"Stop the madness"

If there is such a thing as "old media" or "legacy media," Gary Gallagher is the Civil War equivalent, as his recent comments show.

J. David Petruzzi writes a stinging post about a Gallagher interview.
Eric Wittenberg joins in
here and here.
Kevin Levin says there is no need to take offense at Gallagher.

I join in with this post to say Gallagher's comments offend us all regardless of which histories he had in mind, regardless of any amateur versus professional dimension.

Let's "fisk" a few of Gallagher's remarks.
“But for most people, those who want to understand the Civil War, or even the war in the East or the Gettysburg campaign,” Gallagher stated, “do they need 450 pages on two hours in the Railroad Cut? I don’t think so. I just don’t see that this literature takes us anyplace.”
Here's where it takes us: command relationships; friction of war; commander's intent; weight of alternative outcomes; nearness each individual what-if; modes and habits of important generals. Not to mention any new documents discovered in the research phase. Is that trivial? This literature takes us nowhere only if all the historiographic issues have been decided. For Gallagher they were decided by 1965 and ratified when Battle Cry of Freedom codified Civil War doctrine for all time.

One of my favorite examples of this blindness appears in McPherson's Antietam book where he repeats the conclusion (from his own earlier works) that McClellan obtaining the lost order is a not just a unique happenstance for the Civil War but probably any war. We also see this claim in the essays edited by his friend Gallagher for two Maryland Campaign collections. In his own Antietam book McPherson lavished praise on John Hennesy Return to Bull Run. But in Hennesy's book we see Lee, Pope, Jackson, and Longstreet capture each other's orders five times in 40 days. To McPherson that never registered. It was just noise - it doesn't "take us anyplace."

The details in Return to Bull Run cannot or could not change the master narrative or its conclusions. So it is with Gallagher. He has learned what he has learned.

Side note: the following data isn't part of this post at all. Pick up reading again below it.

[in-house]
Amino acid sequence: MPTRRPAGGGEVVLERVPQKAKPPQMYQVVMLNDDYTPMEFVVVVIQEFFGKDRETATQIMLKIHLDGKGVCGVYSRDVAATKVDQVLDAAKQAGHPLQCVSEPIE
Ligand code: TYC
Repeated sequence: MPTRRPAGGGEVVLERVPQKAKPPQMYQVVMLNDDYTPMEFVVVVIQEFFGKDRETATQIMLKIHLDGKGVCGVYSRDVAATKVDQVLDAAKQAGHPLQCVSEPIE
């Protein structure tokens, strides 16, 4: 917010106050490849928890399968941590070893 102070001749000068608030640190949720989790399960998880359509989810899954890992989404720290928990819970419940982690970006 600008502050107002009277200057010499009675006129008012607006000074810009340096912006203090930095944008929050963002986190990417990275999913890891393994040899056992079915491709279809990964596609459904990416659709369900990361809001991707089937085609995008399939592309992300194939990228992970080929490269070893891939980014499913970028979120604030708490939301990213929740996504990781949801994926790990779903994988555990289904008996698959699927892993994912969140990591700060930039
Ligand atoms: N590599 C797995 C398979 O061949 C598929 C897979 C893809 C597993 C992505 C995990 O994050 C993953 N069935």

Another example comes to mind. McPherson, Gallagher, and Sears hold to the view that after discovering the Lost Order, McClellan issued no new march orders until after 6:00 pm, when he wrote instructions to Franklin. Those who read micro-tactical history understand that this opinion stands or falls on march orders issued by GBM during the day the order was found. This is too down-in-the-weeds for Gallagher or McPherson; they are oblivious to the "micro-tactical" activity that happened after the S.O was brought to GBM's attention.

Sears, on the other hand, surveying and citing a number of books concerned with the march routes and times, understands snakes live down in those weeds and can bite you. He offers his readers a nuanced (and futile) defense of his/McPherson's/Gallagher's position.* In Gallagher's and McPherson's views march routes can never mean anything except stops on a tour bus.

Gallagher illustrates his willfulness when he says:

I just can’t believe that there is anything new to say about Jeb Stuart in the Gettysburg Campaign. I really believe there is not. All the arguments have been laid out, pro and con.
Could this perhaps serve also as an argument against all journals and all academic publishing?

Or is this a misguided sports fan's approach to history; we see it again when he tackles the "Lost Cause" historiography with his us-versus-them, pro versus con analysis. Understand one thing: any Stuart work, no matter by whom, is implicitly committed to solving huge problems - about the commander's intent, his relationships with subordinates, the contemporary concept of "role of cavalry," and the command system of the Army of Northern Virginia. Why would you ever stop exploring that?
All the key documents have been available for a very long time…
And all the inventions have been invented. And all the ways of putting things together have been exhausted. Self-parody anyone?

But the notion that there would be a lot that’s new, enough to support new books - and not just one new book but maybe two or three - I just say, stop the madness.
Madness? That is inflammatory and cruel.

Regardless of whom he is referring to, J.D. and Eric set out to write the touchstone book on Stuart's ride - not the last word, because there can be no last word, but the best and most complete study ever. They produced a history that will be consulted as long as ACW material is published. They deserved prizes and this "expert" hasn't even noticed their work. Then he makes a principle out of his own ignorance.

We owe a tip of the hat to Civil War Times for drawing this fellow out.

(Gallagher pictured top right via Hal Jespersen)


* i.e. that all these afternoon movements represented units already in motion and McClellan's adjustments and changes represented modifications of previous orders not new activity in the light of new data. Naturally, this argument is impossible; once you know something your decisions are affected by what you know. In Sears' world, at least movements were noticed.